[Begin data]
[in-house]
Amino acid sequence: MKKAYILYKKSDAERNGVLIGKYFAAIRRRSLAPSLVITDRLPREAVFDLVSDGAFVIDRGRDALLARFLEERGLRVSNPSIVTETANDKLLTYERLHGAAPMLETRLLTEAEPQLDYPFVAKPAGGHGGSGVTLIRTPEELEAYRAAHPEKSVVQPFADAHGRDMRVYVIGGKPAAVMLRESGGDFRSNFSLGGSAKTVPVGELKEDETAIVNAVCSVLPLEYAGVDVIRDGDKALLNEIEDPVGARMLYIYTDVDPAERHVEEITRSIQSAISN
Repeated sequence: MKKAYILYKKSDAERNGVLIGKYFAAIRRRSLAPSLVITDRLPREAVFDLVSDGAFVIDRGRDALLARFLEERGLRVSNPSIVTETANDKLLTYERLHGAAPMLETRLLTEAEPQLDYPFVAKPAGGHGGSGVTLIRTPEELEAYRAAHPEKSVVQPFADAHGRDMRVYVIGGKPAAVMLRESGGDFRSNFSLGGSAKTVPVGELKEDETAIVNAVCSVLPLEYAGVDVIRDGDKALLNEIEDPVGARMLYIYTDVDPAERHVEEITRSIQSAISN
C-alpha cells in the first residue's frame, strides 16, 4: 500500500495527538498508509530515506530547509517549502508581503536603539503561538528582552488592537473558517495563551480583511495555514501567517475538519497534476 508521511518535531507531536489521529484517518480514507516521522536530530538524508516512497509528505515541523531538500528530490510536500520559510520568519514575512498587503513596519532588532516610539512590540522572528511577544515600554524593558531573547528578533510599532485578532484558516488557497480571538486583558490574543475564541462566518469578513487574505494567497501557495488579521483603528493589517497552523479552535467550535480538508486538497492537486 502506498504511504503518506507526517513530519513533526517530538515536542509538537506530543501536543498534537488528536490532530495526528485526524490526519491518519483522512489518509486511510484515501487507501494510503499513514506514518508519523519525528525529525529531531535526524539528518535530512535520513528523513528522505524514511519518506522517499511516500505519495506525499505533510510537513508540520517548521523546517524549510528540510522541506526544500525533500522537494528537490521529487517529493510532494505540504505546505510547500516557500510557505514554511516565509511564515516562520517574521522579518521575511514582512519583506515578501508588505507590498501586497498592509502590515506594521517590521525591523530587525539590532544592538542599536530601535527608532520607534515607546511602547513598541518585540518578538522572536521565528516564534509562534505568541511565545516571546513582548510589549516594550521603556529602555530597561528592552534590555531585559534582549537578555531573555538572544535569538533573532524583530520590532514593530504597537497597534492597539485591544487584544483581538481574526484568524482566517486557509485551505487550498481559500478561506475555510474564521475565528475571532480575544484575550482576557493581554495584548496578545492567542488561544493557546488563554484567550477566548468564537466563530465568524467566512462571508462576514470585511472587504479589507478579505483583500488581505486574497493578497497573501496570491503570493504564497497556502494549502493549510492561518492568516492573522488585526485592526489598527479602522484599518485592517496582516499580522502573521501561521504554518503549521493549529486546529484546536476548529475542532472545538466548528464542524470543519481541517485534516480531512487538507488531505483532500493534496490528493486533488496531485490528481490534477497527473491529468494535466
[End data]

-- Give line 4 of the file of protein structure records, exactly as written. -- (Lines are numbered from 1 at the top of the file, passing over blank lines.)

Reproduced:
C-alpha cells in the first residue's frame, strides 16, 4: 500500500495527538498508509530515506530547509517549502508581503536603539503561538528582552488592537473558517495563551480583511495555514501567517475538519497534476 508521511518535531507531536489521529484517518480514507516521522536530530538524508516512497509528505515541523531538500528530490510536500520559510520568519514575512498587503513596519532588532516610539512590540522572528511577544515600554524593558531573547528578533510599532485578532484558516488557497480571538486583558490574543475564541462566518469578513487574505494567497501557495488579521483603528493589517497552523479552535467550535480538508486538497492537486 502506498504511504503518506507526517513530519513533526517530538515536542509538537506530543501536543498534537488528536490532530495526528485526524490526519491518519483522512489518509486511510484515501487507501494510503499513514506514518508519523519525528525529525529531531535526524539528518535530512535520513528523513528522505524514511519518506522517499511516500505519495506525499505533510510537513508540520517548521523546517524549510528540510522541506526544500525533500522537494528537490521529487517529493510532494505540504505546505510547500516557500510557505514554511516565509511564515516562520517574521522579518521575511514582512519583506515578501508588505507590498501586497498592509502590515506594521517590521525591523530587525539590532544592538542599536530601535527608532520607534515607546511602547513598541518585540518578538522572536521565528516564534509562534505568541511565545516571546513582548510589549516594550521603556529602555530597561528592552534590555531585559534582549537578555531573555538572544535569538533573532524583530520590532514593530504597537497597534492597539485591544487584544483581538481574526484568524482566517486557509485551505487550498481559500478561506475555510474564521475565528475571532480575544484575550482576557493581554495584548496578545492567542488561544493557546488563554484567550477566548468564537466563530465568524467566512462571508462576514470585511472587504479589507478579505483583500488581505486574497493578497497573501496570491503570493504564497497556502494549502493549510492561518492568516492573522488585526485592526489598527479602522484599518485592517496582516499580522502573521501561521504554518503549521493549529486546529484546536476548529475542532472545538466548528464542524470543519481541517485534516480531512487538507488531505483532500493534496490528493486533488496531485490528481490534477497527473491529468494535466